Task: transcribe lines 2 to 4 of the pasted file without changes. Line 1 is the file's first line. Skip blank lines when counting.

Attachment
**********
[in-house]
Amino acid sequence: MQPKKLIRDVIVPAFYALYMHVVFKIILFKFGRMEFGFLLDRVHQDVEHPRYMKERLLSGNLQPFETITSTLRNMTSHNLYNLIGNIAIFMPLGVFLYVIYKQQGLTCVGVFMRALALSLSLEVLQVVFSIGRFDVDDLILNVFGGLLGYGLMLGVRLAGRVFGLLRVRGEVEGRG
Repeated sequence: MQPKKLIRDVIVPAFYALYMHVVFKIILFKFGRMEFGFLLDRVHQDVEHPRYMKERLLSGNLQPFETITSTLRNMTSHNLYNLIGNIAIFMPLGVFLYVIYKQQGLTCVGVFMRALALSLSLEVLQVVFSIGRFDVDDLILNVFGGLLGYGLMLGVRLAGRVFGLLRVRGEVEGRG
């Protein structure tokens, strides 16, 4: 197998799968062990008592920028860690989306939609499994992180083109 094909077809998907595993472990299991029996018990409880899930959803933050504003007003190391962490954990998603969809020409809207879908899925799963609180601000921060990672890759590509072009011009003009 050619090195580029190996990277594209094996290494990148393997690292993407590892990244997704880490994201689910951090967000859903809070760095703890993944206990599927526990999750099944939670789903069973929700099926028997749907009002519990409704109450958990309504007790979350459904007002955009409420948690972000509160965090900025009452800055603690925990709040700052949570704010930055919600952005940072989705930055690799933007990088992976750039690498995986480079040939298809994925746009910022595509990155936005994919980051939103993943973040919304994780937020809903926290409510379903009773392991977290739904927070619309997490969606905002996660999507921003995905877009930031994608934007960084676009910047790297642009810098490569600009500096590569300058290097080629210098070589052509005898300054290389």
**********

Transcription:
Amino acid sequence: MQPKKLIRDVIVPAFYALYMHVVFKIILFKFGRMEFGFLLDRVHQDVEHPRYMKERLLSGNLQPFETITSTLRNMTSHNLYNLIGNIAIFMPLGVFLYVIYKQQGLTCVGVFMRALALSLSLEVLQVVFSIGRFDVDDLILNVFGGLLGYGLMLGVRLAGRVFGLLRVRGEVEGRG
Repeated sequence: MQPKKLIRDVIVPAFYALYMHVVFKIILFKFGRMEFGFLLDRVHQDVEHPRYMKERLLSGNLQPFETITSTLRNMTSHNLYNLIGNIAIFMPLGVFLYVIYKQQGLTCVGVFMRALALSLSLEVLQVVFSIGRFDVDDLILNVFGGLLGYGLMLGVRLAGRVFGLLRVRGEVEGRG
């Protein structure tokens, strides 16, 4: 197998799968062990008592920028860690989306939609499994992180083109 094909077809998907595993472990299991029996018990409880899930959803933050504003007003190391962490954990998603969809020409809207879908899925799963609180601000921060990672890759590509072009011009003009 050619090195580029190996990277594209094996290494990148393997690292993407590892990244997704880490994201689910951090967000859903809070760095703890993944206990599927526990999750099944939670789903069973929700099926028997749907009002519990409704109450958990309504007790979350459904007002955009409420948690972000509160965090900025009452800055603690925990709040700052949570704010930055919600952005940072989705930055690799933007990088992976750039690498995986480079040939298809994925746009910022595509990155936005994919980051939103993943973040919304994780937020809903926290409510379903009773392991977290739904927070619309997490969606905002996660999507921003995905877009930031994608934007960084676009910047790297642009810098490569600009500096590569300058290097080629210098070589052509005898300054290389």